Indexed on: 01 Feb '96Published on: 01 Feb '96Published in: Experiments in Fluids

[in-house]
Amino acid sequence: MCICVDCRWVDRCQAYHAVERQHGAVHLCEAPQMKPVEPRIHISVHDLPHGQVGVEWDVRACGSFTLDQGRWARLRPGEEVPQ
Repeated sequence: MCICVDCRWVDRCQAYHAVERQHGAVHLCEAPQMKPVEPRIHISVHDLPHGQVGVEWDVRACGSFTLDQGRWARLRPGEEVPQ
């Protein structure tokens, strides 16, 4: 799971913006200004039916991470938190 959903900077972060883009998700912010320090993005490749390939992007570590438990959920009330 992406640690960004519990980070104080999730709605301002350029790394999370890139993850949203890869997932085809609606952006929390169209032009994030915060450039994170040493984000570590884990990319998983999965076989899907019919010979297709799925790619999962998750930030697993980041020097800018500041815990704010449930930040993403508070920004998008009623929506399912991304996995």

Measurements of the spatial and time variation of two components of the velocity have been made over a sinusoidal solid wavy boundary with a height to length ratio of 2a/λ = 0.10 and with a dimensionless wave number of α+ = (2π/λ)(v/u⋆) = 0.02. For these conditions, both intermittent and time-mean flow reversals are observed near the troughs of the waves. Statistical quantities that are determined are the mean streamwise and normal velocities, the root-meansquare of the fluctuations of the streamwise and normal velocities, and the Reynolds shear stresses. Turbulence production is calculated from these measurements.The flow is characterized by an outer flow and by an inner flow extending to a distance of about α−1 from the mean level of the surface. Turbulence production in the inner region is fundamentally different from flow over a flat surface in that it is mainly associated with a shear layer that separates from the back of the wave. Flow close to the surface is best described by an interaction between the shear layer and the wall, which produces a retarded zone and a boundary-layer with large wall shear stresses.Measurements of the outer flow compare favorably with measurements over a flat wall if velocities are made dimensionless by a friction velocity defined with a shear stress obtained by extrapolating measurements of the Reynolds stress to the mean levels of the surface (rather than from the drag on the wall).